Physical activity and aging – By Kelsey Harvey

Published: Wednesday, November 15, 2017

Gilbrea Student Member, Kelsey Harvey reflects on her experiences at CAG2017

Many informative and interesting presentations, symposiums, workshops, and keynote addresses filled the 46th Annual Scientific & Educational Meeting of the Canadian Association on Gerontology (CAG).  Given my research interest in physical activity and aging, the oral presentations on this subject made an impression on me. The five presentations were chaired by Dr. Joanie Sims-Gould, who also presented her team’s work on innovative community-based physical activity programs in British Columbia. Similarly, Lora Bruyn Martin, Research Application Specialist, described the knowledge translation and evaluation tools she and her co-author undertook to develop, mobilize, and reinforce a novel initiative to increase physical actively, thus reducing sedentary time, in individuals living in a long-term care residence. Dr. Michelle Silver presented her work with retired Olympic athletes. Dr. Brad Meisner presented on behalf of Ariane Seguin, whose qualitative interviews for her Master’s thesis were situated within the extant literature on older exercisers. Much like the work of Dr. Silver, Seguin’s findings focused on coping with life transitions and changes in functional abilities, but also acknowledged social support as a social determinant of exercise participation and challenging age-based stereotypes regarding physical activity. The final presentation, by Dr. Luisa Pedro on behalf of her team, returned to the implementation of a physical activity intervention in Portugal, which sparked a conversation among presenters and attendees alike on the fit, or lack thereof, of the present physical activity guidelines for older adults.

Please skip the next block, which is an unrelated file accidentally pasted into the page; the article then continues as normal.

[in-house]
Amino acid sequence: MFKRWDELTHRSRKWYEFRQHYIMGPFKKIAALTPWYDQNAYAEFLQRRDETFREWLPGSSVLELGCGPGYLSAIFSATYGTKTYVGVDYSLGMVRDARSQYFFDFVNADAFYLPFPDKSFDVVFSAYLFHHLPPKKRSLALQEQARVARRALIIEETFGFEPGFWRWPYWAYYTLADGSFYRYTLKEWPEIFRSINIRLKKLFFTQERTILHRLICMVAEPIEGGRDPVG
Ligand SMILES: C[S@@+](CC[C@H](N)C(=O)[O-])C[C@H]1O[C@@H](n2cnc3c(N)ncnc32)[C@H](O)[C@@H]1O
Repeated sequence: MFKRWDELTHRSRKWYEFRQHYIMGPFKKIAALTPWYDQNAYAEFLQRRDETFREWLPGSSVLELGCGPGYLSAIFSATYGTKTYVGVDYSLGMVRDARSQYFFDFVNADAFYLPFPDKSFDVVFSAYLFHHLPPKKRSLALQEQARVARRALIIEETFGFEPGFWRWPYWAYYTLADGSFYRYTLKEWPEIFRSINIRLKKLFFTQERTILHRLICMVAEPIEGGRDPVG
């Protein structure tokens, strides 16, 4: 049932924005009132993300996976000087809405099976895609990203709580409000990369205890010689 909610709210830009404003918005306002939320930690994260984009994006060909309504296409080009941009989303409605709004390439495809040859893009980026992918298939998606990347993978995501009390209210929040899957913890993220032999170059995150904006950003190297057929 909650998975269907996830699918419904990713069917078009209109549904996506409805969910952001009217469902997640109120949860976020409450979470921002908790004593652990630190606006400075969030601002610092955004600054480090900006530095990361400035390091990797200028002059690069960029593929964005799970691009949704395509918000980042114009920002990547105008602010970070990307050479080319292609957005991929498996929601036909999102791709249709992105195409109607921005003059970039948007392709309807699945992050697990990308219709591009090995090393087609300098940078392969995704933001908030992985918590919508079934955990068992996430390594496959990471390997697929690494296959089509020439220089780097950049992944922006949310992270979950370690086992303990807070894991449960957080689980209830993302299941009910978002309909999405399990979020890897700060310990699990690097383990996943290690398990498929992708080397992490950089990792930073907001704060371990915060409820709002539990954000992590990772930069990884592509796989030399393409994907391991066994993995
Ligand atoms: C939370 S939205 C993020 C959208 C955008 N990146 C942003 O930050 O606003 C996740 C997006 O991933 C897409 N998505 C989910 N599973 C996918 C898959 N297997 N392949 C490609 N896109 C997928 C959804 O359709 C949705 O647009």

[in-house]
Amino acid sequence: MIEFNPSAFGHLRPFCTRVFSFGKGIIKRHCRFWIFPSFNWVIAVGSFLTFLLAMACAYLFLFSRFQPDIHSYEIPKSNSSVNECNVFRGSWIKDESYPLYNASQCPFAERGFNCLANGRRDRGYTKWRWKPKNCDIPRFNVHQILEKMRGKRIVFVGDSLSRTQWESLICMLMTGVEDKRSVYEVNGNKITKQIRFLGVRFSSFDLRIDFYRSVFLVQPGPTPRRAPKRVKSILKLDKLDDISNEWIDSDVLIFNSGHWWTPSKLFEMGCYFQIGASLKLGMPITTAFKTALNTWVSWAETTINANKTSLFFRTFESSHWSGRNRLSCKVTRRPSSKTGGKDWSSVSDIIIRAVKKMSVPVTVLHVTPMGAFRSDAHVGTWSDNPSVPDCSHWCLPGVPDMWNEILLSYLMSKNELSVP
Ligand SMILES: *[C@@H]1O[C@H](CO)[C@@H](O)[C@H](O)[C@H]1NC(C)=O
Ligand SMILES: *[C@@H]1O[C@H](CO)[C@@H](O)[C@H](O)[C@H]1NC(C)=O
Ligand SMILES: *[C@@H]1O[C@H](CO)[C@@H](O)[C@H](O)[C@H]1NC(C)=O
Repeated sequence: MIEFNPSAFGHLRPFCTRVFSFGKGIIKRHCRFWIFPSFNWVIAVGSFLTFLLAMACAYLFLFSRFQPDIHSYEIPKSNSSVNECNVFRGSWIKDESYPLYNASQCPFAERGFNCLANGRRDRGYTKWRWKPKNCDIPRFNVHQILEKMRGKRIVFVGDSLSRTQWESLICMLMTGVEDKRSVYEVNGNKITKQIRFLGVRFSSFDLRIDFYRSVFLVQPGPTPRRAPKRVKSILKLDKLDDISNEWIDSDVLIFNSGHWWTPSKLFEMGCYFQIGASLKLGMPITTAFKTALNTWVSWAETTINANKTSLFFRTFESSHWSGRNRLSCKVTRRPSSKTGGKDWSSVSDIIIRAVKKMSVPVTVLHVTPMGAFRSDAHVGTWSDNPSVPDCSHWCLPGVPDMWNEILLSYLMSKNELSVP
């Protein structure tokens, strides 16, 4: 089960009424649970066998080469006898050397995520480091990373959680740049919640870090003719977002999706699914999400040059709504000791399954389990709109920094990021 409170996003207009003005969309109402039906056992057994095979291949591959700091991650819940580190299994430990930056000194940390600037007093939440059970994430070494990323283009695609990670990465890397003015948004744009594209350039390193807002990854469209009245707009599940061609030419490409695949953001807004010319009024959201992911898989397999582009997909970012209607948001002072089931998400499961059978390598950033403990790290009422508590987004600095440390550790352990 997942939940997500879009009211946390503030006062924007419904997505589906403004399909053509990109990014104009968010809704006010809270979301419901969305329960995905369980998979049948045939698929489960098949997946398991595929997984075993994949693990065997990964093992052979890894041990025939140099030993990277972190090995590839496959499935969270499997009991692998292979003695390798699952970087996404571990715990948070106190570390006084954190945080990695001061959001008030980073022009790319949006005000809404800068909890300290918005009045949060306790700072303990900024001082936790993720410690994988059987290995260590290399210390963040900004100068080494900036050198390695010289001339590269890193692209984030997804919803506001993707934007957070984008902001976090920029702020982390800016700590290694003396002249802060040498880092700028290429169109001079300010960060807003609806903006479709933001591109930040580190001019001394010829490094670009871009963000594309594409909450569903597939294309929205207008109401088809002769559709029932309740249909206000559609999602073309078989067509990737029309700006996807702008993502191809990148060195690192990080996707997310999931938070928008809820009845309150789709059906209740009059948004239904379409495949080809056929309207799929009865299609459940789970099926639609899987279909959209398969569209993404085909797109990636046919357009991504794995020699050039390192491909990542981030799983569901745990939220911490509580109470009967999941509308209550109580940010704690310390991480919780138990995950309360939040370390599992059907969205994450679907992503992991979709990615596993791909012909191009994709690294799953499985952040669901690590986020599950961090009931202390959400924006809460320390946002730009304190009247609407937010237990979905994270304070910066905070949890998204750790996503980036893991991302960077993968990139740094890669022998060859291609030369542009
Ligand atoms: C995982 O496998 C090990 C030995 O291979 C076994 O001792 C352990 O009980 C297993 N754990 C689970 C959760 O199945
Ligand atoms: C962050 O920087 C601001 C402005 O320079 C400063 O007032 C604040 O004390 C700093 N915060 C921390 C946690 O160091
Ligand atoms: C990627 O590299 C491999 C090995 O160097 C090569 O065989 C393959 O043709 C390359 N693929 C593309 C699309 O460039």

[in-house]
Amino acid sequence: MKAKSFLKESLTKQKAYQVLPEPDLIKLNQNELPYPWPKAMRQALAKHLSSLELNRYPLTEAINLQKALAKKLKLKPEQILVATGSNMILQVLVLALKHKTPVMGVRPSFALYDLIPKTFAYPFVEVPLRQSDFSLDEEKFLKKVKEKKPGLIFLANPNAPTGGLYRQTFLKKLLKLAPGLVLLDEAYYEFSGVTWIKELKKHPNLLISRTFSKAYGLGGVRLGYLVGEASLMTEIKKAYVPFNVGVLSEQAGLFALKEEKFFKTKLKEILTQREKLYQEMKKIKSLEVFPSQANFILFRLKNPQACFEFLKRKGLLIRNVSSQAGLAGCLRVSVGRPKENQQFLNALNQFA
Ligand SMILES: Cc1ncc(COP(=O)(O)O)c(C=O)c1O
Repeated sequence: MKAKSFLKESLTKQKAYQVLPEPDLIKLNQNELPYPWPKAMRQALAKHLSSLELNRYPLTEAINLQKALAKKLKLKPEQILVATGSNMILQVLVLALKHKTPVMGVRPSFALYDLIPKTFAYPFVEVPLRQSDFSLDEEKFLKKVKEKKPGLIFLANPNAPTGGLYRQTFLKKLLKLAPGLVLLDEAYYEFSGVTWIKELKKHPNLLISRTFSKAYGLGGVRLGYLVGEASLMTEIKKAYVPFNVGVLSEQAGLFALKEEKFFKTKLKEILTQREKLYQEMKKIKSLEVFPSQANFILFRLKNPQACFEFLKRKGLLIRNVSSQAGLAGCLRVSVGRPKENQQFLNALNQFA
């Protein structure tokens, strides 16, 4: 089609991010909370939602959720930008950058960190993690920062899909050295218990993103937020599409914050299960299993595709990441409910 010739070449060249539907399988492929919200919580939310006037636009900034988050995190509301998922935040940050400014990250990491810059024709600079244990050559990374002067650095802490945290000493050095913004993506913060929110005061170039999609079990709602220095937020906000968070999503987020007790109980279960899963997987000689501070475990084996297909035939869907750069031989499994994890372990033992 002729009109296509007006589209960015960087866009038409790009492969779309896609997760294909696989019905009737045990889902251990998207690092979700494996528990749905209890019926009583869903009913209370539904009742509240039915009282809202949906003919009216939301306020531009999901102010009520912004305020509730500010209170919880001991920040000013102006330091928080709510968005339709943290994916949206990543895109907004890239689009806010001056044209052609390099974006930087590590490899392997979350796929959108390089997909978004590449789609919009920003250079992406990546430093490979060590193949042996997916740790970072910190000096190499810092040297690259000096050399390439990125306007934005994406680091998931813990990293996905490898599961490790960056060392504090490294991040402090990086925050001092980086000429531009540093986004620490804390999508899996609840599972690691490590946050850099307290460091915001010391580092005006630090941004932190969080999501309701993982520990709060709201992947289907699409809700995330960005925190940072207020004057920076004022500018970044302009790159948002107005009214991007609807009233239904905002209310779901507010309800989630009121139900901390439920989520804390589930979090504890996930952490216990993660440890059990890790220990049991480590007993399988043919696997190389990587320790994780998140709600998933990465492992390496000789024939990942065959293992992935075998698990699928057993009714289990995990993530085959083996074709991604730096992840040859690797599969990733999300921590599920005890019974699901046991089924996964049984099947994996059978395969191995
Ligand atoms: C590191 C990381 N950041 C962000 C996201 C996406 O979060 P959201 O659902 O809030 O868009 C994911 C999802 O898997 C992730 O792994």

Questions and debates that remain include:

  • Is vigorous activity appropriate for older adults?
  • Since intensity is not only subjective, but also exists on a continuum, then what constitutes an appropriately high intensity recommendation for older adult exercise?
  • How can the physical activity guidelines be more inclusive of other definitions of physical activity?

While scholars consider and investigate these issues, it is hoped that we will return next year, to CAG 2018 in Vancouver, to further advance this discussion and many more in gerontology and physical activity.

Physical Activity: Oral Presentations VII. Sunday October 21, 2017. Chair: Joanie Sims-Gould



Kelsey was awarded a Gilbrea Travel Award to facilitate her travel to the Canadian Association on Gerontology 2017 conference – ‘Evidence for Action in an Aging World’ held in Winnipeg, MB (October 19-21, 2017).